Saturday, November 26, 2022

“THE GRAY MAN”

THE STORY – When the CIA’s top asset — his identity known to no one — uncovers agency secrets, he triggers a global hunt by assassins set loose by his ex-colleague.

THE CAST – Ryan Gosling, Chris Evans, Ana de Armas, Jessica Henwick, Regé-Jean Page, Wagner Moura, Julia Butters, Dhanush, Alfre Woodard & Billy Bob Thornton

THE TEAM – Joe Russo (Director/Writer), Anthony Russo (Director), Christopher Markus & Stephen McFeely (Writers)​

THE RUNNING TIME – 129 Minutes


7/14/2022
​By Matt Neglia

​From Marvel directors Anthony and Joe Russo (“Avengers: Infinity War” and “Endgame“), “The Gray Man” (Based on the novel of the same name by Mark Greaney) is the most expensive film ever produced by Netflix. Wanting to capture the same lightning in a bottle as other globe-trotting, action-packed assassin/spy films such as “Mission: Impossible” or “John Wick,” the movie, much like its two lead characters, is relentless and uncompromising in the pursuit of its goal to make this the next big blockbuster franchise. Following the abysmal disappointment that was “Cherry,” the Russo Brothers are a more natural fit for this type of story, giving “The Gray Man” a “spare no expense” approach that makes it an acceptable piece of popcorn entertainment, even if it can’t rise to the higher level of those other well-established action franchises.

Inmate Court Gentry (Ryan Gosling) is serving his prison sentence in Floria when one day he’s approached by retired CIA director Donald “Fitz” Fitzroy (Billy Bob Thorton) and offered to come work for the CIA as a trained hitman. It will get him out of prison, but the deal is indefinite as the story hops forward 18 years later, where Court, now going by the codename, Sierra Six, is one of the CIA’s most deadly operatives in the top-secret Sierra Six program. Working alongside a kick-ass, skillful, and tough female operative Dani Miranda (Ana de Armas), Six completes a mission where the target reveals to him before dying that the CIA, now led by the ruthlessly ambitious Group Chief Denny Carmichael (Regé-Jean Page) is covering his own corrupt tracks and sending agents from the Sierra program to kill other agents. Could Six or Dani be next? The answer is yes, as Carmichael brings in Lloyd Hansen (Chris Evans), an extremely effective assassin and former CIA recruit with a flair for theatrics, zero impulse control, and a propensity for unauthorized torture. With unlimited resources at his disposal and “Deputy” Group Chief Suzanne Brewer (Jessica Henwick) sent in by Carmichael to babysit him, Lloyd will stop at nothing, even if it means targeting Fitz’s niece with a serious heart condition (“Once Upon A Time In Hollywood’s” breakout young actress, Julia Butters), harming innocent civilians as collateral damage or bringing in other assassins from all over the world (including world-renowned Indian actor Dhanus) to complete the hit on Six and retrieve a special asset he’s carrying which could bring down Carmichael.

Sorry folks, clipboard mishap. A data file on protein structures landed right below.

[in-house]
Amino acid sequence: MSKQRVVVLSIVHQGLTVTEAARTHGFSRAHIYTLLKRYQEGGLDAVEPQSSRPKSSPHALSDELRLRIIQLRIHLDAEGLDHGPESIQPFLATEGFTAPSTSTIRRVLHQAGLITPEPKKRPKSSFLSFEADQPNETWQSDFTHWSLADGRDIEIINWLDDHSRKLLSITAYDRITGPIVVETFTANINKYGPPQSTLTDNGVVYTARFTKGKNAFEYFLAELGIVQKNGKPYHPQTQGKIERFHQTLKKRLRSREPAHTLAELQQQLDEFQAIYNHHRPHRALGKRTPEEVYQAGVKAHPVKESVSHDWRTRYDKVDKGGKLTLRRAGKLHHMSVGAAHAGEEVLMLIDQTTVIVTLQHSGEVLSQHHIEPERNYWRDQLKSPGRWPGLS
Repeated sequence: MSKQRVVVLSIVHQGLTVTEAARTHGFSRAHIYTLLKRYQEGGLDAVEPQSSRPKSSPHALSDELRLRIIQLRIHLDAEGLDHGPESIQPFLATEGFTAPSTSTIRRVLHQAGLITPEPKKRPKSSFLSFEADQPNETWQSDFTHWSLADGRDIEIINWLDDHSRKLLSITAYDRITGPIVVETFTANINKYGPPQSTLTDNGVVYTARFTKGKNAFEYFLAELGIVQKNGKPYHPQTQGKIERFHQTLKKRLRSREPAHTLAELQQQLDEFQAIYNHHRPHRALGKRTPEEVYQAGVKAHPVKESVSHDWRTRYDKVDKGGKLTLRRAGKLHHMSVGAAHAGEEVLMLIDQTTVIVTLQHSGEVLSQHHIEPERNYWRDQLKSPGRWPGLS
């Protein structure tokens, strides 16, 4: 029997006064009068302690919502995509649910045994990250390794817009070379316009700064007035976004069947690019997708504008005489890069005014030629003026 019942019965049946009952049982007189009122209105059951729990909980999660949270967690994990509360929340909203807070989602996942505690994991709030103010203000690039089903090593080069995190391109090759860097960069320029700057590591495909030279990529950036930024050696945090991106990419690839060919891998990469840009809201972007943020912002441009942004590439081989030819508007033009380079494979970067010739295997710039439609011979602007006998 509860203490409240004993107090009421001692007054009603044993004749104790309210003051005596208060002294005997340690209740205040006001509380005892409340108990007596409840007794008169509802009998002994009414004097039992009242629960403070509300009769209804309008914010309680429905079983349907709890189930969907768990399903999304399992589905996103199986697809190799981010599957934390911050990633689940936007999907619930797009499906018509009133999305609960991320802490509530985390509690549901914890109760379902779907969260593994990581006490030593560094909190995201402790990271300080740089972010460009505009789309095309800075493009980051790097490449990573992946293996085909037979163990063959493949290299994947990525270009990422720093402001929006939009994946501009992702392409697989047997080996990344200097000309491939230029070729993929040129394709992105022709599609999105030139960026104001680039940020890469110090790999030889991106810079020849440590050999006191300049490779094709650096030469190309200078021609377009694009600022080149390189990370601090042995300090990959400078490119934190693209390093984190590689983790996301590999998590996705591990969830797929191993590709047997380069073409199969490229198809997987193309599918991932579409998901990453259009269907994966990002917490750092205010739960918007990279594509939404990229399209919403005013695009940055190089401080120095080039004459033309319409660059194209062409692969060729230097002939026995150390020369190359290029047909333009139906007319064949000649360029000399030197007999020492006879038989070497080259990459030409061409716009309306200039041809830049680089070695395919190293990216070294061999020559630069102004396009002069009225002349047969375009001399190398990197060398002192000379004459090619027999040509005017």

With a blank check given to them by Netflix, the Russo Brothers are as determined as Six and Lloyd to fulfill their mission: to create the next blockbuster action franchise. Even though the screenplay contains several silly moments (the opening scene sees two characters exchanging clear and perfectly understood dialogue right next to a massive fireworks display) with the kind of lines that a fifth grader could’ve come up with (“He’s a bad guy”), the Russo Brothers deliver where they needed to the most, and that’s with the film’s action. One particular sequence in Prague is littered with bullets, carnage, and destruction as the local police get involved in Lloyd’s pursuit of Six, leading to a ton of collateral damage in the process. While Lloyd does not care who the mission impacts, Six does, and this key difference between the two men is not only what sets them apart but makes them perfect foils for each other as the screenplay pushes them towards their ultimate confrontation in the third act. By the time we get to witness the stoic Ryan Gosling taking on a charismatic Chris Evans in a hand-to-hand fight scene, the groundwork has been laid well enough by the Russo Brothers that you can’t help but get caught up in the sensation of seeing these two Hollywood stars duke it out in a battle of wills.